My son Garrett was five years-old and was found to have a malignant brain tumor called a Medulloblastoma. From the pressure put on the optic nerves and the swelling in his brain, he lost most of his vision. And then he had six weeks of radiation therapy and 64 weeks of chemotherapy. A couple years of speech physical and occupational therapy and so he went through the ringer.
But during all of that we discovered a man named Matt King, who lived here in Colorado Springs at the time and he was the Paralympic tandem cyclist. I didn't know anything about the Paralympics at the time. I didn't know anything about tandem cycling and racing. I remember the first time Garrett saw that bike. He couldn't get the concept. He said, “How does the guy ride the bike and use the cane at the same time?” So when he felt that bike the handlebars beginning went down the top tube to the first seat. But then the second set of handlebars in the second seat. Man, it was like this light bulb went off.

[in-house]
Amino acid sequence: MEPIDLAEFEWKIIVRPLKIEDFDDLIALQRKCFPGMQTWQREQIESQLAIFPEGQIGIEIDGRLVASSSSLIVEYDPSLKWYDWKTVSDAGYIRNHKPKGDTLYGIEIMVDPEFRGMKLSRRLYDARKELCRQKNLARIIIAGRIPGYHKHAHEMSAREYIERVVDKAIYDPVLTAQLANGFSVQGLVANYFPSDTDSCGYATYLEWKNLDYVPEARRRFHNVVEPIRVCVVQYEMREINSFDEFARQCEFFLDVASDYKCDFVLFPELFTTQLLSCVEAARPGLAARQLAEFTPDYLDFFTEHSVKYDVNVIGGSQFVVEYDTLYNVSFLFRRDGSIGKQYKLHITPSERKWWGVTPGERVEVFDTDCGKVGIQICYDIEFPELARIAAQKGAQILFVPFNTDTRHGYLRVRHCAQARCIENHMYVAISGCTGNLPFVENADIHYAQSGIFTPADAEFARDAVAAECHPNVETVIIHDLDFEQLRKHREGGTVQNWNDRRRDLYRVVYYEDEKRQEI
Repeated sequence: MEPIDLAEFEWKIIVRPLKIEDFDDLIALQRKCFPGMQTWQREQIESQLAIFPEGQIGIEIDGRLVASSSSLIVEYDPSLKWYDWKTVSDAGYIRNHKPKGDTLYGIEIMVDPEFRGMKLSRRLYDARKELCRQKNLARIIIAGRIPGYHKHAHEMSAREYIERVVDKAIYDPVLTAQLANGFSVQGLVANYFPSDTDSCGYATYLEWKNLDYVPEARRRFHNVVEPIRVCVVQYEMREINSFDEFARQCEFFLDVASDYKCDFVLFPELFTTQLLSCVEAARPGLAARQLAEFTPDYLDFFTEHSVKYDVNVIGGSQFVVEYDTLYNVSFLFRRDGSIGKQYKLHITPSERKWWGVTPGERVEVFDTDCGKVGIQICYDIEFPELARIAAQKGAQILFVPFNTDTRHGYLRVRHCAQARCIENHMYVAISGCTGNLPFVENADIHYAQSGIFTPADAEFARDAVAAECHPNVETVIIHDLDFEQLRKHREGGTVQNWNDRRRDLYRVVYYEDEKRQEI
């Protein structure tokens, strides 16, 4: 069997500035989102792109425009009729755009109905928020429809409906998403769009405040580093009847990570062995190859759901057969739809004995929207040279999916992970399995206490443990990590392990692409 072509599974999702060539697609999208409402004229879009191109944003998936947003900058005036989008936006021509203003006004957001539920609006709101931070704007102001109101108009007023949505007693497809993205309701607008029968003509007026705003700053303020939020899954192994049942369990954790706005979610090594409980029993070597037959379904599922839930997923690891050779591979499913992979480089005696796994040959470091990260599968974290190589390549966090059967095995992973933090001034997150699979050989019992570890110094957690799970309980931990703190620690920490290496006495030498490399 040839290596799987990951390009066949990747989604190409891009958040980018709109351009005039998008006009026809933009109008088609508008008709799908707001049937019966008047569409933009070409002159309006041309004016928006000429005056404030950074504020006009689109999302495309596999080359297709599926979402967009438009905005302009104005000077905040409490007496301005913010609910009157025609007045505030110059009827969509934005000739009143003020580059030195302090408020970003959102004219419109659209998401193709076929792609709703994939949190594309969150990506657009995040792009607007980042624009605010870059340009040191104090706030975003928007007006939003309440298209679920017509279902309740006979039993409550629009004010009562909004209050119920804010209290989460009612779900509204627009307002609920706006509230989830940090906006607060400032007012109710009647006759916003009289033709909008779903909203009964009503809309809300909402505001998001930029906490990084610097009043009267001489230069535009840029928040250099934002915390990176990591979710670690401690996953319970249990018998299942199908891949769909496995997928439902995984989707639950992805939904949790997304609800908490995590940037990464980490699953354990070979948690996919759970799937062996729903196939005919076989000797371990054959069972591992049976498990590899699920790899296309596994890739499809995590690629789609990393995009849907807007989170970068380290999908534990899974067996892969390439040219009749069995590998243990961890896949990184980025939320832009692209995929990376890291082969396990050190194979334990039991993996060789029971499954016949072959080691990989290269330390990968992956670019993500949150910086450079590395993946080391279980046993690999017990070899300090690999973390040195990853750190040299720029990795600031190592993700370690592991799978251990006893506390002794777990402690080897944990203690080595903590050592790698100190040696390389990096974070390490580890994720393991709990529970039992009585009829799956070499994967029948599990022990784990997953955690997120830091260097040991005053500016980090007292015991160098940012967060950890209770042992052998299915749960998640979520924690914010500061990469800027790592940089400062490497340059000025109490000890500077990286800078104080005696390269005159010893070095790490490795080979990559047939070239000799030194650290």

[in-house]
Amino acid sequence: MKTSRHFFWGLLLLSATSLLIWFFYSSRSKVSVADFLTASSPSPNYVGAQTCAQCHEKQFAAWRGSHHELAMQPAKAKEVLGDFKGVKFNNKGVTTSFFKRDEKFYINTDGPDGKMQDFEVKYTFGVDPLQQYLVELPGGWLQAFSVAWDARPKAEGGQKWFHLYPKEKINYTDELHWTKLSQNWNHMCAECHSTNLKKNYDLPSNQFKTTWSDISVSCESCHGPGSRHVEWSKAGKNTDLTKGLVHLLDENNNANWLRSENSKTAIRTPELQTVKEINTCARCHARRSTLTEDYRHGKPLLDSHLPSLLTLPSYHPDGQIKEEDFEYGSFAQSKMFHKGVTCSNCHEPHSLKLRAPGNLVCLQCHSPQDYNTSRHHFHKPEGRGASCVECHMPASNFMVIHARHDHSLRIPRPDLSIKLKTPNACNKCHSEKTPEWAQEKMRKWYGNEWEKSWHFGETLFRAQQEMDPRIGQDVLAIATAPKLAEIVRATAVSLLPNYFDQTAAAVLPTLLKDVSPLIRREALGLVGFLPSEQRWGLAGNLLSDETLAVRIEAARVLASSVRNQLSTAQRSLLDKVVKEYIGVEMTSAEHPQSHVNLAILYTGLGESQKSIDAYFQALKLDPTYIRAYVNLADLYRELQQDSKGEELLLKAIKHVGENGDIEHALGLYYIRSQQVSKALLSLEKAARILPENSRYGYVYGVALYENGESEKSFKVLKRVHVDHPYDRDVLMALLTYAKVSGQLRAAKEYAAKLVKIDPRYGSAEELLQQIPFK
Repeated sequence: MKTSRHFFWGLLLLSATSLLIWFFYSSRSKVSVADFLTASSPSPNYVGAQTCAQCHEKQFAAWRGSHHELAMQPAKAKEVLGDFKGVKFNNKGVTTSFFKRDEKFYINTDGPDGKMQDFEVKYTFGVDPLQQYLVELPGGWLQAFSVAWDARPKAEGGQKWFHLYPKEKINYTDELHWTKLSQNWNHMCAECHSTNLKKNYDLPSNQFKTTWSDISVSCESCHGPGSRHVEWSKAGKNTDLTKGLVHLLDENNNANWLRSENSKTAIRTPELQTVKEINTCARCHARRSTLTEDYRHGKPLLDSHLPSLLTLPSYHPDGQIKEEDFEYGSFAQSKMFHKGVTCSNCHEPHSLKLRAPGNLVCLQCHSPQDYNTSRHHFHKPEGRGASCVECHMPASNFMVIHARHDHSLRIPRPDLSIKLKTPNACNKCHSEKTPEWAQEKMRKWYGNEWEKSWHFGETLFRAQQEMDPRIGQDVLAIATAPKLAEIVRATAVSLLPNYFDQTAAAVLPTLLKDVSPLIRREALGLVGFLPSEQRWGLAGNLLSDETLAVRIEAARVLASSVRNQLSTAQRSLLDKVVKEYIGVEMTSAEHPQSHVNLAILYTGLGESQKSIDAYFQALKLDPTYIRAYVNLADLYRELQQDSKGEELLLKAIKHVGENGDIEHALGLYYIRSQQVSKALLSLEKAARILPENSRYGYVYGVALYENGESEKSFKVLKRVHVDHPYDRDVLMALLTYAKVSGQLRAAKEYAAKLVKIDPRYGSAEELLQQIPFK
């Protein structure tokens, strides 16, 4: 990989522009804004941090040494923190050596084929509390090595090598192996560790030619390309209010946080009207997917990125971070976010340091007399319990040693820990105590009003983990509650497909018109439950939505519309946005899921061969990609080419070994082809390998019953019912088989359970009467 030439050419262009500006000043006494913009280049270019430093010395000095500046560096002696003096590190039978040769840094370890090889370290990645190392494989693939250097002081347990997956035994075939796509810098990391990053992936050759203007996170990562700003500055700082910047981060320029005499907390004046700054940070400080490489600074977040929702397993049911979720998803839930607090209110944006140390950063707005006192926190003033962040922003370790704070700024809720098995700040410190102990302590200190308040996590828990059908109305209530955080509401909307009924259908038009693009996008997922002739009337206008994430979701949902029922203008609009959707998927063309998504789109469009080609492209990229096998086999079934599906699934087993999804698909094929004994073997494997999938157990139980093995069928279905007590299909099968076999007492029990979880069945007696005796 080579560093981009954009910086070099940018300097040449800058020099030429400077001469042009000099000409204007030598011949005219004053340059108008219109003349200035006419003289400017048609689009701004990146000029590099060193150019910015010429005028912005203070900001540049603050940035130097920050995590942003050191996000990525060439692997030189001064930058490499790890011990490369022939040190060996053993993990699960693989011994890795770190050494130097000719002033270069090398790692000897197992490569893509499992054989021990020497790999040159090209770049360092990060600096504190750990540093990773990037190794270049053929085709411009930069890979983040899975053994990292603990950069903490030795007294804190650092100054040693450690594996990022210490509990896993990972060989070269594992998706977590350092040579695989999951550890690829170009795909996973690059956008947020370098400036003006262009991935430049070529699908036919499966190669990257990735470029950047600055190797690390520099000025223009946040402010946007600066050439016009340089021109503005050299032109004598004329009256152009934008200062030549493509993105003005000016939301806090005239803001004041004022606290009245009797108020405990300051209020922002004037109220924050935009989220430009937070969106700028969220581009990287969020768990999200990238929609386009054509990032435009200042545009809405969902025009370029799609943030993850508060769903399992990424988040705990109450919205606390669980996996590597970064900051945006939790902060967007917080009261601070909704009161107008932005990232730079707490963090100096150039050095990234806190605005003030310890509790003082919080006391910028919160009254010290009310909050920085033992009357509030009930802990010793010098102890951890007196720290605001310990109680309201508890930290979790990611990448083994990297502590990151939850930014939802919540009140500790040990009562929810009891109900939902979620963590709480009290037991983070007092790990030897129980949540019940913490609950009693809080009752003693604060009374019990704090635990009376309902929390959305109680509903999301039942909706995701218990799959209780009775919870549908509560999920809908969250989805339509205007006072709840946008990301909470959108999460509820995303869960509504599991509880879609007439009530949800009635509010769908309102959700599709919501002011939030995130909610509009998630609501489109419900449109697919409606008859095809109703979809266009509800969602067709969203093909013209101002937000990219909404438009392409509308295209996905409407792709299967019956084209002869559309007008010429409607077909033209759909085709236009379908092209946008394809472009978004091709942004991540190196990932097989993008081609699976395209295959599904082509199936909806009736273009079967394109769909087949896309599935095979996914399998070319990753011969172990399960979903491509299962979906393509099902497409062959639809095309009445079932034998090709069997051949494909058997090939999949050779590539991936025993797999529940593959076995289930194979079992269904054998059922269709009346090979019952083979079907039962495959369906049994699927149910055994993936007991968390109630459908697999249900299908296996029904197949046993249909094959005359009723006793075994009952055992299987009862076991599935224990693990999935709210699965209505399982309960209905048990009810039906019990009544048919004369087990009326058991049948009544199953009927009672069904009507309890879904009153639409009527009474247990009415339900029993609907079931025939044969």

What Part of the Rush-Miller Foundation Are You Most Proud Of?
Seeing the kids now. With Facebook and things, I'm able to keep in contact with some and all the sudden we see these bikes that we gave away 12, 13, 14 years ago still being used in a triathlon or I'm seeing the kids now that they're older and they're doing some really incredible things and really interesting things. One has 600 some thousand hits, he’s totally blind, on on YouTube because he beat Zelda-something, I don't you know the video game. But, he's totally blind using the sounds from the video game, and he beat this really popular video game. And he's an engineer now for Lockheed and then another guy went to the Paralympics and and he is now in law school. And then we've got others working for Adaptive Sports, and then some are going to school and then Garrett is helping take care of my sick father. So we've got kids that are running the gamut. But the neat thing is seeing the kids now and still hearing stories about how they're still using the bike.